Excessive optimism

As I mentioned yesterday, my hope is that the U.S. Supreme Court will rule some time this summer that all state laws prohibiting civil marriage between consenting adults of the same sex are unconstitutional because they deprive certain citizens of equal protection under the law (the Fourteenth Amendment).

It seems so obvious and simple to me that this is what needs to be done because California’s Proposition 8 and the federal Defense of Marriage Act (DOMA) are so clearly discriminatory against a certain group of people on no legally defensible grounds. But apparently that view is both naïve and excessively optimistic at this time.

A friend of mine who is well-versed on the matter pointed out to me that although the Court may, someday (say, 20 or 30—or more—years from now) find DOMA and Prop 8 and other laws like them to be unconstitutional, they are not going to do so now because the tide of public opinion on same-sex marriage, while it may be running from one pole to the other more swiftly on this issue than any other in recent memory, has not yet reached the tipping point at which the court must affirm the will of the people.

My feeling is, if these laws will be deemed unconstitutional at some point in the future, why wait for public opinion to provide the push? Why not get ahead of it and do the right thing for the right reasons—not just for the sake of the law, but for the sake of all the human beings in this country who are being hurt every single day by the bad laws now in place? Why should same-sex couples in blue states be able to enjoy the benefits of marriage while those in the red states remain second-class citizens? Is this one nation, indivisible, with liberty and justice for all, or not?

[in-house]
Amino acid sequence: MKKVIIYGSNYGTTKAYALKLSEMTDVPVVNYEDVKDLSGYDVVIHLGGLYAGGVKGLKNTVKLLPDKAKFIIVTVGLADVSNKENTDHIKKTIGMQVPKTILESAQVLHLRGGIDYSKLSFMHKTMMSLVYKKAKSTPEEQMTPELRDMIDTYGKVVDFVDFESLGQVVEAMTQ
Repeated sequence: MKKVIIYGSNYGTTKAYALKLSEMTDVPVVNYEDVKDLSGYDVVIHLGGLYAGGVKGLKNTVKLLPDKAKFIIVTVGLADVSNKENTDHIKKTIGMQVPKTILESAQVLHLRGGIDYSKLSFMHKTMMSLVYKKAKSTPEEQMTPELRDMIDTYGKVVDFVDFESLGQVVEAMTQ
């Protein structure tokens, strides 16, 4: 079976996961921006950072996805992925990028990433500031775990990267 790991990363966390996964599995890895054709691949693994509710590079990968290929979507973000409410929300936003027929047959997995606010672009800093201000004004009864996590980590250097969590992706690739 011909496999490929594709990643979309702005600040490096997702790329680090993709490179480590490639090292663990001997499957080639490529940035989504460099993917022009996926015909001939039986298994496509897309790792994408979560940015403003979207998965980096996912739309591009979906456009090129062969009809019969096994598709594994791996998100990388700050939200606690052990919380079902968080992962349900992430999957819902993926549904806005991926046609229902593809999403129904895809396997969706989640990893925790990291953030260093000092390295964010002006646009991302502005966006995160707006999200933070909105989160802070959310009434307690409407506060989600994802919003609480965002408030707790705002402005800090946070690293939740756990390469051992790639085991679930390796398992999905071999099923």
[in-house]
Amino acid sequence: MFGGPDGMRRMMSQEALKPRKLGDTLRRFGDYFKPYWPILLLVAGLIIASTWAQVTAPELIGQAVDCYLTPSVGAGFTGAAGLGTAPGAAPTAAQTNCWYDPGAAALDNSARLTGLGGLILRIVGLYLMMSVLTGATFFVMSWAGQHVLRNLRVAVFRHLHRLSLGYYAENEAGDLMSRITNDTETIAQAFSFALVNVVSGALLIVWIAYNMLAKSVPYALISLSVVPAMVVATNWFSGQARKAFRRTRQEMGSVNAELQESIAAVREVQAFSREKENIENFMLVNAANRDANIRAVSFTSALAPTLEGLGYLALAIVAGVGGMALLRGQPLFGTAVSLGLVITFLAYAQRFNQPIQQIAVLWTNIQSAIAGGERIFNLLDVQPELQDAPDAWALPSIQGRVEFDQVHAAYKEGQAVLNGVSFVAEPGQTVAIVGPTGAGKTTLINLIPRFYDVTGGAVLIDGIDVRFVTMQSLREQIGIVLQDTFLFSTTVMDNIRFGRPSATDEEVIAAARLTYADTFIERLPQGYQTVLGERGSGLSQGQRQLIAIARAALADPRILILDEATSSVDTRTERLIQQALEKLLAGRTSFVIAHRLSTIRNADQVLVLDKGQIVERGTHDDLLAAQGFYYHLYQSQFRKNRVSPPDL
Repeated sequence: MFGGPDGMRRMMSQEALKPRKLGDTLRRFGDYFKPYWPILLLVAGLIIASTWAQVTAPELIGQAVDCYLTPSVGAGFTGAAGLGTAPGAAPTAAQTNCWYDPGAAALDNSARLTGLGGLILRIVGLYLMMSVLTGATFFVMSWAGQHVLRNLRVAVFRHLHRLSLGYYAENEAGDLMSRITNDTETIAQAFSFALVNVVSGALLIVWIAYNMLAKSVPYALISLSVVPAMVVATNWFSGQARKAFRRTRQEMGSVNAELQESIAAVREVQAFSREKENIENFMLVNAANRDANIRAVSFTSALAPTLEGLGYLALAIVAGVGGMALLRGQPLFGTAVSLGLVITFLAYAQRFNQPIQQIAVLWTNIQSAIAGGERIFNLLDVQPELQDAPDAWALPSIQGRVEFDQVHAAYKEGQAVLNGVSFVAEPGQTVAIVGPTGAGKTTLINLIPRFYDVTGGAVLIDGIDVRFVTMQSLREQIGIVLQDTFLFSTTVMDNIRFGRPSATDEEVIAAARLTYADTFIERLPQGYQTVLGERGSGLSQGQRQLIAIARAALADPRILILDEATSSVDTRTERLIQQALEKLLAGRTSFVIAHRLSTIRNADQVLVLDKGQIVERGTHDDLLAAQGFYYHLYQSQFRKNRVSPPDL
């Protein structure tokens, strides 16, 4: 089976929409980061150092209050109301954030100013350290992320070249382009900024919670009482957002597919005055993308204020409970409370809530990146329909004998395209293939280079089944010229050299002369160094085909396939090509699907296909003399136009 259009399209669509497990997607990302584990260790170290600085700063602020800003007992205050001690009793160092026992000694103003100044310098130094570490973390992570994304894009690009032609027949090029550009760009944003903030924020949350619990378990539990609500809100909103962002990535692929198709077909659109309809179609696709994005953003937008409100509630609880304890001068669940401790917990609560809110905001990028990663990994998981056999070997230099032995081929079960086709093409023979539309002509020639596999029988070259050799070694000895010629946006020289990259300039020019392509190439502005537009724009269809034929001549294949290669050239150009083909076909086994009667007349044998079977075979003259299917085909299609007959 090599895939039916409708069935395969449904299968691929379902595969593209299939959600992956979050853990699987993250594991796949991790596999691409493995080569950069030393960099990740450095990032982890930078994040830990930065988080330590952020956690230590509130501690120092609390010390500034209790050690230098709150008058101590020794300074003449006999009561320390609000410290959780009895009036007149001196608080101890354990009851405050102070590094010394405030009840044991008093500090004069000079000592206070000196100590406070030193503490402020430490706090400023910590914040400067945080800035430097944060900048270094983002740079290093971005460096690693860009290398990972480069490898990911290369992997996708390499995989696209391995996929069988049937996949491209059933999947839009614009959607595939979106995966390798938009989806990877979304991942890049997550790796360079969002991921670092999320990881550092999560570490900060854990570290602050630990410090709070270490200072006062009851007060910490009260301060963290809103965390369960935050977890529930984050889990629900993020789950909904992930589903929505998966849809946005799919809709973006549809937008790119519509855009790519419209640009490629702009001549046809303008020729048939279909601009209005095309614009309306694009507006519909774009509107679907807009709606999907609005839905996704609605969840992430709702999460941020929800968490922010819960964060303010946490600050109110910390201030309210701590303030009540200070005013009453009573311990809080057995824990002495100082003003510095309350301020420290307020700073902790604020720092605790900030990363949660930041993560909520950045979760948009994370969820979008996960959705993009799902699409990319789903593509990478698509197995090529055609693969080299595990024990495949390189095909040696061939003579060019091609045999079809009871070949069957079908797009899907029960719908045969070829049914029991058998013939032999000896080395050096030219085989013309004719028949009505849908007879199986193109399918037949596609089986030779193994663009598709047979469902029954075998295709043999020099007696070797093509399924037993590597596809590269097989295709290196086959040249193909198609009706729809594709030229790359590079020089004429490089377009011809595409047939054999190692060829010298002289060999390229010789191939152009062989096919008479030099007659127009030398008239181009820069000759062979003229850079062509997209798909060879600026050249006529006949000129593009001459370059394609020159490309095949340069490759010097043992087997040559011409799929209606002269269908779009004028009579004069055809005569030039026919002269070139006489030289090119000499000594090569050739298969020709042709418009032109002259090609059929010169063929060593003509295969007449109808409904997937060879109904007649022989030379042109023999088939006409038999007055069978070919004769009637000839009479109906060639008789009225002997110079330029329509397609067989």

The answers to these questions are, like everything involving human sexuality, complicated.

Jonathan Rauch gives a good explanation of the legal issues and likely outcomes in an article called Gay Marriage Hits the Supreme Court for the Brookings Institution. As simple as the issue seems to me (i.e., discrimination on the basis of sexual orientation is both wrong and unlawful), to the Court, the issue is anything but simple. And the most likely outcome, according to people with far more knowledge of the case and the law than I have, is that nothing much will come of this in terms of sweeping change to federal laws, state laws or society in general.

Some people say the Supreme Court justices are cowards for not tackling this issue head-on once and for all while they have the chance. My well-informed friend calls the Court “a political body of people with lifetime appointments and axes to grind” that has swung so far to the right in recent years that it is unlikely to take any action on this issue before at least a few of the hardest-right members are replaced with people of a slightly more liberal frame of mind. That could be a long, long time from now.

I remain stubbornly optimistic on this one, though. As Winston Churchill once said, “Americans can always be counted on to do the right thing … after they have exhausted all other possibilities.” If not this year, perhaps next year.

the-arc-of-the-moral-universe

 

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Seeing red

The U.S. Supreme Court is hearing arguments this week in a case that challenges California’s ban on same-sex marriage, Proposition 8. I am not familiar enough with all the legal ins and outs to say what the outcome might be—whether they’ll decide that all 50 states must allow same-sex (or equal) marriage, or that all 50 states can decide for themselves whether to allow it, or what.

My hope is that the court delivers a unanimous ruling similar to the one they made in Loving v. Virginia, a 1967 case in which they struck down all state laws banning interracial marriage. To me, it’s exactly the same issue: Only one definition of marriage should exist in this country that applies equally to all citizens, and individual states should not be allowed to decide which consenting adults can and cannot marry based on nothing more than bigotry and prejudice.